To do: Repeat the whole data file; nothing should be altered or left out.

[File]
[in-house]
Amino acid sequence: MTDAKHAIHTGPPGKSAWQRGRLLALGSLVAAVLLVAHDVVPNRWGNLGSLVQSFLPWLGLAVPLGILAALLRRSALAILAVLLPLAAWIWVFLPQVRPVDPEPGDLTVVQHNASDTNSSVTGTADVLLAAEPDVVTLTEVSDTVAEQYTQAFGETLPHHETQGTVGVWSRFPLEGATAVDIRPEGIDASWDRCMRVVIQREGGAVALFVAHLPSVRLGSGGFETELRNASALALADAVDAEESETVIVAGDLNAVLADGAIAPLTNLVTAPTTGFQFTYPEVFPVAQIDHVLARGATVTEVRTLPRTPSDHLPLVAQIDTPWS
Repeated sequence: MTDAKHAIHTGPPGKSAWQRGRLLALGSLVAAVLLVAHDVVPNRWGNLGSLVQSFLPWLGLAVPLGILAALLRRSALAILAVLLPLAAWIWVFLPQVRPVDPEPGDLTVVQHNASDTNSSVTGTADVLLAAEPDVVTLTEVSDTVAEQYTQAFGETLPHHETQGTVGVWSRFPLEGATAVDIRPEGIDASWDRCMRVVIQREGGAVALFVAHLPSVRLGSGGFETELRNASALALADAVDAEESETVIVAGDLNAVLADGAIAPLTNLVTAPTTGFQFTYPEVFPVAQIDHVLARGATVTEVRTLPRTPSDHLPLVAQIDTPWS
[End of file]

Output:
[in-house]
Amino acid sequence: MTDAKHAIHTGPPGKSAWQRGRLLALGSLVAAVLLVAHDVVPNRWGNLGSLVQSFLPWLGLAVPLGILAALLRRSALAILAVLLPLAAWIWVFLPQVRPVDPEPGDLTVVQHNASDTNSSVTGTADVLLAAEPDVVTLTEVSDTVAEQYTQAFGETLPHHETQGTVGVWSRFPLEGATAVDIRPEGIDASWDRCMRVVIQREGGAVALFVAHLPSVRLGSGGFETELRNASALALADAVDAEESETVIVAGDLNAVLADGAIAPLTNLVTAPTTGFQFTYPEVFPVAQIDHVLARGATVTEVRTLPRTPSDHLPLVAQIDTPWS
Repeated sequence: MTDAKHAIHTGPPGKSAWQRGRLLALGSLVAAVLLVAHDVVPNRWGNLGSLVQSFLPWLGLAVPLGILAALLRRSALAILAVLLPLAAWIWVFLPQVRPVDPEPGDLTVVQHNASDTNSSVTGTADVLLAAEPDVVTLTEVSDTVAEQYTQAFGETLPHHETQGTVGVWSRFPLEGATAVDIRPEGIDASWDRCMRVVIQREGGAVALFVAHLPSVRLGSGGFETELRNASALALADAVDAEESETVIVAGDLNAVLADGAIAPLTNLVTAPTTGFQFTYPEVFPVAQIDHVLARGATVTEVRTLPRTPSDHLPLVAQIDTPWS